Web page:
$\endgroup$
  • $\begingroup$ This is not my post, but your answer makes me want to ask: Is it appropriate to apply the Sakur-Tetrode equation to molecules in solution? Are not translational motions in solution (particularly a highly associated liquid) better described as collective (correlated, like vibrational modes)? In general, how generally applicable is the equation for S? Assuming MD results are exact, are results of the S equation you present close to exact? $\endgroup$ – Buck Thorn Feb 18 at 18:45
  • $\begingroup$ I suggested adding extra terms only as a crude approximation. Clearly it is going to be far more complicated in a liquid and I'm not sure if this is a fully solved problem. Have a look at chapter 3 in 'Properties of Liquids and Solutions' by Murrell & Jenkins and also at the Percus-Yervick theory. There are also many computer methods, see 'Computer Simulation of Liquids', by Allen & Tildesley. $\endgroup$ – porphyrin Feb 19 at 12:51
  • $\begingroup$ Actually, given that there are literature values available for absolute molar entropies it seems that, if one only wishes to get an idea of the value of W, calculating from scratch is not necessary. One can simply plug the value of the molar entropy into $S = k \ln W$, and solve for W, as I've done. If, however, one wished to understand why S has a particular value for a particular compound, then it could be useful to go through a calculation such as what you propose. $\endgroup$ – theorist Feb 22 at 3:10
0
$\begingroup$

I did find this paper from 2005 in which Zielkiewicz estimates the molar entropy of water at $\pu{298 K}$ [1].

It's behind a paywall, but the subsequent correction from 2006 is not [2].

This gives an estimate of $S_\mathrm{m, \ce{H2O}, l, \pu{298 K}} \approx \pu{60 J mol-1 K-1}$, from which I calculate that $\ln W \approx\pu{4e24}$ for 1 mole of water at $\pu{298 K}$:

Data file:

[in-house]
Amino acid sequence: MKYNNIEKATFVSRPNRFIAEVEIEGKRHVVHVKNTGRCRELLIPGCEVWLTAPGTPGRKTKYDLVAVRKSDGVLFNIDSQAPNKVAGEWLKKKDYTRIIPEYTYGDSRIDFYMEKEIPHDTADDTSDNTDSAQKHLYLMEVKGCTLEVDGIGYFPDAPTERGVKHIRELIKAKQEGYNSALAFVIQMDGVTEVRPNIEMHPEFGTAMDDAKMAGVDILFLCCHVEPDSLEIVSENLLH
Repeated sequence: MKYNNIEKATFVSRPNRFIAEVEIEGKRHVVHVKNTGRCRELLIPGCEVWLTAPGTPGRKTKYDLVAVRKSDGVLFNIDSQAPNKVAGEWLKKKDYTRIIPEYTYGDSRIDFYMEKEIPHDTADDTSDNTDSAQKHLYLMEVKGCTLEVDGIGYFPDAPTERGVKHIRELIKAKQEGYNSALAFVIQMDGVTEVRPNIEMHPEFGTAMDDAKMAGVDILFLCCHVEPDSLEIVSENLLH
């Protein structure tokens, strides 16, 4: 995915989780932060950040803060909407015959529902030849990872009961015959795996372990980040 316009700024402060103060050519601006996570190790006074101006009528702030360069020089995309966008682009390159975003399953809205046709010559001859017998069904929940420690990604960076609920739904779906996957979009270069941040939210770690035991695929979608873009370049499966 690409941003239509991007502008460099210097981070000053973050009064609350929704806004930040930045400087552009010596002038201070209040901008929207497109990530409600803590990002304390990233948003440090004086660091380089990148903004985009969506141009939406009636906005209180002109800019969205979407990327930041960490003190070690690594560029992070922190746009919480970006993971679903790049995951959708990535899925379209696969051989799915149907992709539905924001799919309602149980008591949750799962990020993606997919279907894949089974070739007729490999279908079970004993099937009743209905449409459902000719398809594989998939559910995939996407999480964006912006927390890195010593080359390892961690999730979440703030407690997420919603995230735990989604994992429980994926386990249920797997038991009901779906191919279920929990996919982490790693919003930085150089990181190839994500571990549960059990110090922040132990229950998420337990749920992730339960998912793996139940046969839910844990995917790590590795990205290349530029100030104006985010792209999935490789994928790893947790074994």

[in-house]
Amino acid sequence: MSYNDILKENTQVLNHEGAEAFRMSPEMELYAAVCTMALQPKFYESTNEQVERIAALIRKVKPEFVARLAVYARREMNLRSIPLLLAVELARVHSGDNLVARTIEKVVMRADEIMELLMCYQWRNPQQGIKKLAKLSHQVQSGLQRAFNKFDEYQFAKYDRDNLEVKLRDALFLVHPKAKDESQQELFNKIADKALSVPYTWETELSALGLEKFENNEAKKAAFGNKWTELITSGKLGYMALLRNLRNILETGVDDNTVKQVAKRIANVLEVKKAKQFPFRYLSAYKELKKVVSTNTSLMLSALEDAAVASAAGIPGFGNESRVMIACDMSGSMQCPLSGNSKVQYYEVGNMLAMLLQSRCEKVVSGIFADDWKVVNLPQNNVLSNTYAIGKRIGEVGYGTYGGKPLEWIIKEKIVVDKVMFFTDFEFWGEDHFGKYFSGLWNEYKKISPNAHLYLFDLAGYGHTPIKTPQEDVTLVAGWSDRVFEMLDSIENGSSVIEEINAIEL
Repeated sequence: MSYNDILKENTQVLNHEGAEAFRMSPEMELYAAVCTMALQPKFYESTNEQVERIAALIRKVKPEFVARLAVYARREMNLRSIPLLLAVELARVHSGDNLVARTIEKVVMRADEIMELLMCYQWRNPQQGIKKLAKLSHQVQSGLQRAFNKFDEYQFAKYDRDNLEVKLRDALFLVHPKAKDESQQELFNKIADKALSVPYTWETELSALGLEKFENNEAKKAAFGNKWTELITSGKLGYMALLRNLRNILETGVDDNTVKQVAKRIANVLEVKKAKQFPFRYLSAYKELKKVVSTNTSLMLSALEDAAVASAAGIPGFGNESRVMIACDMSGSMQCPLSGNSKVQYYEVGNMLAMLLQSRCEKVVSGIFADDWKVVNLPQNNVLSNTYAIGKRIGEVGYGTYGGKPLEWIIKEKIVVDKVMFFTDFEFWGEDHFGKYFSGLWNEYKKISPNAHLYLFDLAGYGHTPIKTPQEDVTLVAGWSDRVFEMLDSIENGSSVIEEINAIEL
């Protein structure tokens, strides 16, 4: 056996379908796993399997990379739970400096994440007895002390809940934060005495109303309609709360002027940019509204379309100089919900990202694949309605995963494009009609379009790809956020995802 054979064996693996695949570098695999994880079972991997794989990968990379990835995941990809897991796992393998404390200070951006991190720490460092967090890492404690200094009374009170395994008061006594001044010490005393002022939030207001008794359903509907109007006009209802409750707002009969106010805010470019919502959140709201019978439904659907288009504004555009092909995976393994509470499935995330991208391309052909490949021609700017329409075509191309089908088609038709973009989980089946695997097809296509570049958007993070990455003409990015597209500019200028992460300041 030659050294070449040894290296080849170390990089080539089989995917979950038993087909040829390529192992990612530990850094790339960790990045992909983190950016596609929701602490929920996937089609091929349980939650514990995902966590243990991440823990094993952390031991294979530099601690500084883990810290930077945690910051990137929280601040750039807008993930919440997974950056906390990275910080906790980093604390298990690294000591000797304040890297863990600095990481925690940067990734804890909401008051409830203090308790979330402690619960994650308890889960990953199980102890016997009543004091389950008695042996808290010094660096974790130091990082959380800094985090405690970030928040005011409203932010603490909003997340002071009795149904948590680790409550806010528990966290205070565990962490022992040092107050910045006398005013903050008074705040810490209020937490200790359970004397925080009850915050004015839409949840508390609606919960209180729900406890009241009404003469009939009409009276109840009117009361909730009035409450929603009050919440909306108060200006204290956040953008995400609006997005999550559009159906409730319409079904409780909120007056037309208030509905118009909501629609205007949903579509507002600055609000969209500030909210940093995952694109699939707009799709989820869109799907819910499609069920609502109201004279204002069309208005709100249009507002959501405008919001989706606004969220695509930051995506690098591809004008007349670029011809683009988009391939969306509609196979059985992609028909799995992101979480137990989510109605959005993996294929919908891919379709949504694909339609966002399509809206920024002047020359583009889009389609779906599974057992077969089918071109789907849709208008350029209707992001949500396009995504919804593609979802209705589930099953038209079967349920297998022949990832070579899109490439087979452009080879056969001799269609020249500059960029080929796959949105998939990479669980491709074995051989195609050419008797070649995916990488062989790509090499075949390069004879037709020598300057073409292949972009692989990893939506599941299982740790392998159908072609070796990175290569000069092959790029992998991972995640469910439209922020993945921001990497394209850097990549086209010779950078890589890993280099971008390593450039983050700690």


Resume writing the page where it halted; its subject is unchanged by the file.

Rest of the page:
$$W \approx e^\pu{4e24} \approx 10^\pu{2e24} \approx (10^{23})!$$

EDIT: It turns out the standard molar entropies available in tables actually are absolute entropies!: https://en.wikipedia.org/wiki/Standard_molar_entropy Thus one can simply look up the standard molar entropy of water at 298K, which is 75.28 J/(mol K) (https://en.wikipedia.org/wiki/Water_(data_page))

This gives about the same result: $$W \approx e^\pu{5.5e24} \approx 10^\pu{2.4e24} \approx (10^{23})!$$

Formally, this assumes all states have the same probability, which would be the case for a microcanonical ensemble, since there all states have the same energy. Nevertheless, the holds in all ensembles. For instance, in a canonical ensemble, we hold the temperature constant, and allow the energy to fluctuate. However, overwhelmingly, most states in a canonical ensemble have an energy that is no more than infinitesimally displaced from the average energy. Thus their probabilities are likewise the same, and hence $S = k \ln W$ holds generally for any thermodynamic ensemble.

References

  1. Zielkiewicz, J. Structural Properties of Water: Comparison of the SPC, SPCE, TIP4P, and TIP5P Models of Water. The Journal of Chemical Physics 2005, 123 (10), 104501. https://doi.org/10.1063/1.2018637.
  2. Zielkiewicz, J. Erratum: “Structural Properties of Water: Comparison of the SPC, SPCE, TIP4P, and TIP5P Models of Water” [J. Chem. Phys. 123, 104501 (2005)]. The Journal of Chemical Physics 2006, 124 (10), 109901. https://doi.org/10.1063/1.2178809.
$\endgroup$
  • $\begingroup$ I suspect you could also obtain a comparable result solely from estimating the number of microstates and not involving Boltzmann's entropy formula. However, this is an elegant way of solving the problem too. $\endgroup$ – andselisk Feb 18 at 9:01